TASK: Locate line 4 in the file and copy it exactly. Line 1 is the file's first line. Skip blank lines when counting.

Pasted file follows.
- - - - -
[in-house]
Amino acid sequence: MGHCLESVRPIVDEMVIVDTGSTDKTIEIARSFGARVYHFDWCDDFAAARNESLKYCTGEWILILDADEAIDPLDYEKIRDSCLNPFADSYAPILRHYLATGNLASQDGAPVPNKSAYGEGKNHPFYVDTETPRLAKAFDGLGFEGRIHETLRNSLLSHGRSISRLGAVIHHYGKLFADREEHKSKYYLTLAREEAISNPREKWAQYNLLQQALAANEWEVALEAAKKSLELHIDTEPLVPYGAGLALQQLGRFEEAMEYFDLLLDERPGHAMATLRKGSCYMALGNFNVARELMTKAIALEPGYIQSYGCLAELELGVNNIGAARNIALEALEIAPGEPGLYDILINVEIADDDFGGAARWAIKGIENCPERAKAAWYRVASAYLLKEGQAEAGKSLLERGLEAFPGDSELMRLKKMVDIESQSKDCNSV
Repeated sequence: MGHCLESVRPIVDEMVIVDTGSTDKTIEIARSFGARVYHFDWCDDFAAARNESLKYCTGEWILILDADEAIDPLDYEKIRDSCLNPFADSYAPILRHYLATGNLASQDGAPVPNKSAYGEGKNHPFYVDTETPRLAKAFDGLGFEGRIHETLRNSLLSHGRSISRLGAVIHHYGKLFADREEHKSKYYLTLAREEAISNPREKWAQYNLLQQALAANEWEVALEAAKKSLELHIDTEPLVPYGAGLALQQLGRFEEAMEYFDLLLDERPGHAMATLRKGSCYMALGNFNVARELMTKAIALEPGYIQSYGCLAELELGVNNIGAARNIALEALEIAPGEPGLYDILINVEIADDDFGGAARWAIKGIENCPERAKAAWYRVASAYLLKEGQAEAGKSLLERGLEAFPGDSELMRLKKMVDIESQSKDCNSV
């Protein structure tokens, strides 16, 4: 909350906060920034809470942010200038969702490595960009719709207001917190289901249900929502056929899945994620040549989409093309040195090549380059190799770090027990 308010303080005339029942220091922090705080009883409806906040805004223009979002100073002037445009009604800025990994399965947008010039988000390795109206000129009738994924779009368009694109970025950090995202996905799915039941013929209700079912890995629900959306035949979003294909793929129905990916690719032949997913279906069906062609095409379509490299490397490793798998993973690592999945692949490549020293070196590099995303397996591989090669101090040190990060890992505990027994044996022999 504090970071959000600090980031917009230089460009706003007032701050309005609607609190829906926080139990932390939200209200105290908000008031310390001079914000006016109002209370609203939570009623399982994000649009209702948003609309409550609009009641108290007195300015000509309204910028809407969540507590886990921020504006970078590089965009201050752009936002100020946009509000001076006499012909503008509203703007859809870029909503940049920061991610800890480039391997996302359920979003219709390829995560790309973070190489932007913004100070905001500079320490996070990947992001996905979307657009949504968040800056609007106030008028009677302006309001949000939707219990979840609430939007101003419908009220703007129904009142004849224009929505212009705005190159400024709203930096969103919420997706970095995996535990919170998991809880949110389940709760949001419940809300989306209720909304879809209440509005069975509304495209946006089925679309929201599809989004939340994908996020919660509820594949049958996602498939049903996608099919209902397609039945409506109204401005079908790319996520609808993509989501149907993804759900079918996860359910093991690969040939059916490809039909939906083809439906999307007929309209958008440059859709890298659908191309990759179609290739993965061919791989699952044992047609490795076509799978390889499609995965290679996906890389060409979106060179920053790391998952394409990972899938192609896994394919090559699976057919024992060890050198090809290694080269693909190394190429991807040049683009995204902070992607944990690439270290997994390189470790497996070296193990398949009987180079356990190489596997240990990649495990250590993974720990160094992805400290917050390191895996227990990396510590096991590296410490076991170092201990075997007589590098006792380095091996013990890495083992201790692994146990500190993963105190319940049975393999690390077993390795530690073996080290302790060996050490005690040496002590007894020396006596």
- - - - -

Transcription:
């Protein structure tokens, strides 16, 4: 909350906060920034809470942010200038969702490595960009719709207001917190289901249900929502056929899945994620040549989409093309040195090549380059190799770090027990 308010303080005339029942220091922090705080009883409806906040805004223009979002100073002037445009009604800025990994399965947008010039988000390795109206000129009738994924779009368009694109970025950090995202996905799915039941013929209700079912890995629900959306035949979003294909793929129905990916690719032949997913279906069906062609095409379509490299490397490793798998993973690592999945692949490549020293070196590099995303397996591989090669101090040190990060890992505990027994044996022999 504090970071959000600090980031917009230089460009706003007032701050309005609607609190829906926080139990932390939200209200105290908000008031310390001079914000006016109002209370609203939570009623399982994000649009209702948003609309409550609009009641108290007195300015000509309204910028809407969540507590886990921020504006970078590089965009201050752009936002100020946009509000001076006499012909503008509203703007859809870029909503940049920061991610800890480039391997996302359920979003219709390829995560790309973070190489932007913004100070905001500079320490996070990947992001996905979307657009949504968040800056609007106030008028009677302006309001949000939707219990979840609430939007101003419908009220703007129904009142004849224009929505212009705005190159400024709203930096969103919420997706970095995996535990919170998991809880949110389940709760949001419940809300989306209720909304879809209440509005069975509304495209946006089925679309929201599809989004939340994908996020919660509820594949049958996602498939049903996608099919209902397609039945409506109204401005079908790319996520609808993509989501149907993804759900079918996860359910093991690969040939059916490809039909939906083809439906999307007929309209958008440059859709890298659908191309990759179609290739993965061919791989699952044992047609490795076509799978390889499609995965290679996906890389060409979106060179920053790391998952394409990972899938192609896994394919090559699976057919024992060890050198090809290694080269693909190394190429991807040049683009995204902070992607944990690439270290997994390189470790497996070296193990398949009987180079356990190489596997240990990649495990250590993974720990160094992805400290917050390191895996227990990396510590096991590296410490076991170092201990075997007589590098006792380095091996013990890495083992201790692994146990500190993963105190319940049975393999690390077993390795530690073996080290302790060996050490005690040496002590007894020396006596």